Head of state hospital fired
David Proffitt, the embattled director of the crisis-ridden Minnesota Security Hospital in St. Peter, was fired March 20 by state officials. Since the hiring more details have emerged about difficulties Proffitt had at his previous job in Maine.
The firing comes as state lawmakers and Minnesota Department of Human Services (DHS) officials are increasing scrutiny of the hospital, which is one of several programs housed at the St. Peter facility. Officials are concerned about use of restrains and seclusion at the facility.
DHS Commissioner Lucinda Jesson ordered the dismissal just seven months after she had hired Proffitt to institute reforms at the hospital that cares for nearly 400 of the state’s most dangerous and mentally-ill patients. “He was unable to build the level of trust with staff needed to foster the environment necessary for the very significant changes that need to occur,” Said Anne Barry, assistant commissioner of the Department of Human Services. “It’s no surprise that there is real disappointment. David had high hopes and dreams of what he could do at the facility.” Proffitt reportedly will work as a consultant to the agency for several months.
DHS officials said Proffitt’s confrontational style contributed to the resignations or firings of six psychiatrists since he was hired in September. Poor communications skills were also an issue. The problems snowballed several months ago when Proffitt fired a psychiatrist and nurse over their allegedly forcing a violent man into seclusion after he reportedly threatened to kill the nurse.
In January, hospital psychiatrists and nurses filed formal complaints with DHS alleging that Proffitt had yelled and contributed a hostile work environment. Although an investigation didn’t substantiate those allegations, state officials said a change of leadership is needed.
Proffitt has been replaced by Carol Olson, who was administrator of the Community Behavioral Health Hospitals in Rochester and St. Peter. She has more than 25 years experience in adult mental health services. Dr. Steven Pratt will be the hospital’s medical director. Barry said they will have to rebuild the psychiatric staff, hiring at least three doctors and possibly more clinical nurses. [Source: Star Tribune]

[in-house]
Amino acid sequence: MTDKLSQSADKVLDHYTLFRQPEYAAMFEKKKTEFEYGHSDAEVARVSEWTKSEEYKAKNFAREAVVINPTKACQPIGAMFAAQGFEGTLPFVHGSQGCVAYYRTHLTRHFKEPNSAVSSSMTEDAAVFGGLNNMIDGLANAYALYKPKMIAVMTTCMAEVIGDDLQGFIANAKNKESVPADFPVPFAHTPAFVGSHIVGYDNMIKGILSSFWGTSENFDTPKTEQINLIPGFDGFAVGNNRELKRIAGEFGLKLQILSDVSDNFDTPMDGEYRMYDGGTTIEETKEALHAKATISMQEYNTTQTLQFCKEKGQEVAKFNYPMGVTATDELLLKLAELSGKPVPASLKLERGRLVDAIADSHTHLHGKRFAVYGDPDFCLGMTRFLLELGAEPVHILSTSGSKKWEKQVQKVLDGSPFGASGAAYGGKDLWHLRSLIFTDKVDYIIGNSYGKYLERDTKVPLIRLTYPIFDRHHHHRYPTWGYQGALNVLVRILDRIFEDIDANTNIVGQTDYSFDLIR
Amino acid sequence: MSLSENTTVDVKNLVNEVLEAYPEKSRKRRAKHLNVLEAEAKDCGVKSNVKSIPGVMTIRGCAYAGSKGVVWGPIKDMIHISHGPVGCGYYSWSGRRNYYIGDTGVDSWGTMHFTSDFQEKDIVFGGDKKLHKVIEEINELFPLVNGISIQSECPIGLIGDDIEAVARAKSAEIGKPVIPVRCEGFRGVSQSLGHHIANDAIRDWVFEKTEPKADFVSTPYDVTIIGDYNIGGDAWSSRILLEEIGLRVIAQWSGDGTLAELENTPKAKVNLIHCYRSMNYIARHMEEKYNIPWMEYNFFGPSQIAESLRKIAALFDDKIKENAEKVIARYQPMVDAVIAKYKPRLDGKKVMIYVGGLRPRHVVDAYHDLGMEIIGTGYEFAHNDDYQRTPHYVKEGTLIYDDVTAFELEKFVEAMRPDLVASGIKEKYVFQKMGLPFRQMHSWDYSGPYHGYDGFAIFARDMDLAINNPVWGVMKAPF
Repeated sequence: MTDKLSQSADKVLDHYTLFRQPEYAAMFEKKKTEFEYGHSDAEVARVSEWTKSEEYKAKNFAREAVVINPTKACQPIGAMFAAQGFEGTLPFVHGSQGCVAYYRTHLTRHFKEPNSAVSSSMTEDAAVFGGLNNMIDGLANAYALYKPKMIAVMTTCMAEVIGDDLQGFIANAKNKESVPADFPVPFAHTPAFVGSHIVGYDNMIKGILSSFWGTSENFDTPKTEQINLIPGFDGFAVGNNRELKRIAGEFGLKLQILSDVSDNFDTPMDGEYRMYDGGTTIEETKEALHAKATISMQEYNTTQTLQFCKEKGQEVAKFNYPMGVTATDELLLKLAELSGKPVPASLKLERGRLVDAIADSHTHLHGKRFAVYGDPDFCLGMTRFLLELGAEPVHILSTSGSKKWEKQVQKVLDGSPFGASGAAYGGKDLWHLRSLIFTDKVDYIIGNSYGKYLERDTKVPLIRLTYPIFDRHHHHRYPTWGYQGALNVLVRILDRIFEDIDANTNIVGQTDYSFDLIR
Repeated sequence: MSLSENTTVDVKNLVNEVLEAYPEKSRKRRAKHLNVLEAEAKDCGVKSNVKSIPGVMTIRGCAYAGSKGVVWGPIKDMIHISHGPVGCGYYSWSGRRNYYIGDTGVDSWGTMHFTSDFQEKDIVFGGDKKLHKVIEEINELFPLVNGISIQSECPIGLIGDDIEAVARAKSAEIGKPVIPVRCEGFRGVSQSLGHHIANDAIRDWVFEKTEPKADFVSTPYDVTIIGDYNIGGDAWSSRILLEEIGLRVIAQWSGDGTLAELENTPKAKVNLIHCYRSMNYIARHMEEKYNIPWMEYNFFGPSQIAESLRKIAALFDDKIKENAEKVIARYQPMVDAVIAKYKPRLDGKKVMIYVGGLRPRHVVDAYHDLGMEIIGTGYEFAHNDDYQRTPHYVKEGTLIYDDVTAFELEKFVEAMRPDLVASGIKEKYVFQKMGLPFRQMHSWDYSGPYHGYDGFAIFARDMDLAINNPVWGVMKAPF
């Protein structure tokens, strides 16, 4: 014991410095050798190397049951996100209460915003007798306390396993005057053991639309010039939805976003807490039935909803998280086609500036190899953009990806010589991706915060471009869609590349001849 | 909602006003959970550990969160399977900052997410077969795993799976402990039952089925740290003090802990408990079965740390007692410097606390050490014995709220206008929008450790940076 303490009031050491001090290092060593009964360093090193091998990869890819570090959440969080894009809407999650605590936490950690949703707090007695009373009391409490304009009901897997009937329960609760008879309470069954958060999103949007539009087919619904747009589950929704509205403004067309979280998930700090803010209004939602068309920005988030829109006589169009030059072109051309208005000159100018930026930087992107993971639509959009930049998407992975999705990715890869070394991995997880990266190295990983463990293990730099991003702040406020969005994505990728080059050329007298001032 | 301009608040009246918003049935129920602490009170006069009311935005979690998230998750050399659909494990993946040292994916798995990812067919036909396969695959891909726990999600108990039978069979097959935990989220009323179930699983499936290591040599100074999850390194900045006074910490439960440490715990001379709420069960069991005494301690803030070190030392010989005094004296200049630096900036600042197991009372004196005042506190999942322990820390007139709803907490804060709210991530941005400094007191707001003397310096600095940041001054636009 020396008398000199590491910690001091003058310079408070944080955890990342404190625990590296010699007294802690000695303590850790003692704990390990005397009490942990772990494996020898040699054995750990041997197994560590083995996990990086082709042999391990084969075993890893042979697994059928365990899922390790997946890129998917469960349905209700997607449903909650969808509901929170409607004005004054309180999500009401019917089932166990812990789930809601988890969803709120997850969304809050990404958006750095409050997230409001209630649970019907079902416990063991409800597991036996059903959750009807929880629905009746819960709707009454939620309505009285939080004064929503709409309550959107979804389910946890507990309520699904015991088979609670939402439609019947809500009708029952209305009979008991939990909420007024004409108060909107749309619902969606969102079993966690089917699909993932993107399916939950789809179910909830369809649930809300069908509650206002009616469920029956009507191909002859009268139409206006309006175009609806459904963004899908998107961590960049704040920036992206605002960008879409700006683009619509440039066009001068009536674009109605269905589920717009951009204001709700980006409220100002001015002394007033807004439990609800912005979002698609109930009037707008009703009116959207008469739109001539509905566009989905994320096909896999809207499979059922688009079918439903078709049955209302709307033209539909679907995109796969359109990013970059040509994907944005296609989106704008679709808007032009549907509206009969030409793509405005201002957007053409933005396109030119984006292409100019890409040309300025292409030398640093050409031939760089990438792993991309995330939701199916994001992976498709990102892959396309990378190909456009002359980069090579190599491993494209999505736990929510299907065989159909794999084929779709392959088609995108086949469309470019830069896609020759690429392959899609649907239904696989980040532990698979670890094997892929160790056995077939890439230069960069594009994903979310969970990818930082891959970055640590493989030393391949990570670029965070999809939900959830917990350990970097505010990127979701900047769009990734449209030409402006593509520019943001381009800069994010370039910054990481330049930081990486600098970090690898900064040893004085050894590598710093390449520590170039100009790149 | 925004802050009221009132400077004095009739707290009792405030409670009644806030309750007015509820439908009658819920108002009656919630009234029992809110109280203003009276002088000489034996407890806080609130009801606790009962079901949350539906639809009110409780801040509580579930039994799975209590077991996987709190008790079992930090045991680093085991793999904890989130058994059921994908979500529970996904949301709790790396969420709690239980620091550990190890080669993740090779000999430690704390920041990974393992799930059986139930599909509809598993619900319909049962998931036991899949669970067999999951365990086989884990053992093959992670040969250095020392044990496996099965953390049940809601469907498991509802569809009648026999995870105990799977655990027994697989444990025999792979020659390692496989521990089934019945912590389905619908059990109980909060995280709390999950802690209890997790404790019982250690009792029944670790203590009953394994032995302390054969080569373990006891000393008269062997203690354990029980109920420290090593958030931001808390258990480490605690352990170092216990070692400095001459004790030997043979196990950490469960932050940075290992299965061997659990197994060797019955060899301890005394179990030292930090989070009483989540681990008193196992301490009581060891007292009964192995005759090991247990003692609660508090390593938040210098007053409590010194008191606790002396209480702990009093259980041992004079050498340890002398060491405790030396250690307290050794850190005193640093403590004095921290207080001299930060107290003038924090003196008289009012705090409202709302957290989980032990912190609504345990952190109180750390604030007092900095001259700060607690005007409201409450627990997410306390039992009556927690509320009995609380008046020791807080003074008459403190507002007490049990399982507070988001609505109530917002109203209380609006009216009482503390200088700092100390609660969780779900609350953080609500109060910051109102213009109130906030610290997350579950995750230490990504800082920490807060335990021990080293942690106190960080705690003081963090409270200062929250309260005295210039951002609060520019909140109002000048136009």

Concussions take her out of the game
A St. Paul athlete who was competing at a world class level is now making a move after repeated concussions finally took her out of the game. For 25 years, sports such as basketball, volleyball and track were always a part of Cindy Ellis’ life.
So were concussions. Ellis said, “I know I’ve had at least 10.” But no one, coaches or players, talked about them. And so she didn’t take them seriously. Ellis said she suffered many symptoms, including exhaustion, dizziness, headaches and moodiness. Her last concussion came when she was playing in the 2006 U.S.A. Women’s Bandy World Championships, a sport combining elements of hockey and soccer. Ellis said, “I had gotten hit in the head and dislocated my jaw.”
She said she went back into that game 10 minutes later and played two more games. But two days later, when Ellis woke up, she couldn’t lift her arm. She knew something was seriously wrong. Eventually movement came back. Ellis then came to realize just how much damage her concussions had done. When she went back to work, she couldn’t complete simple tasks.
Now, permanently disabled, Ellis no longer has a job. She does maintain a small apartment complex she owns and has mentored others through the Brain Injury Association of Minnesota. But the loud sounds of city life have her moving permanently to her Montana cabin next month.
When she dies, Ellis said she is donating her brain to science. Ellis hopes by studying her brain, it will help researchers better understand just what concussions can do to people. The report was part of a project KARE-11 News recently aired on concussions and sports. [Source: KARE-11]
Homeless veterans to get help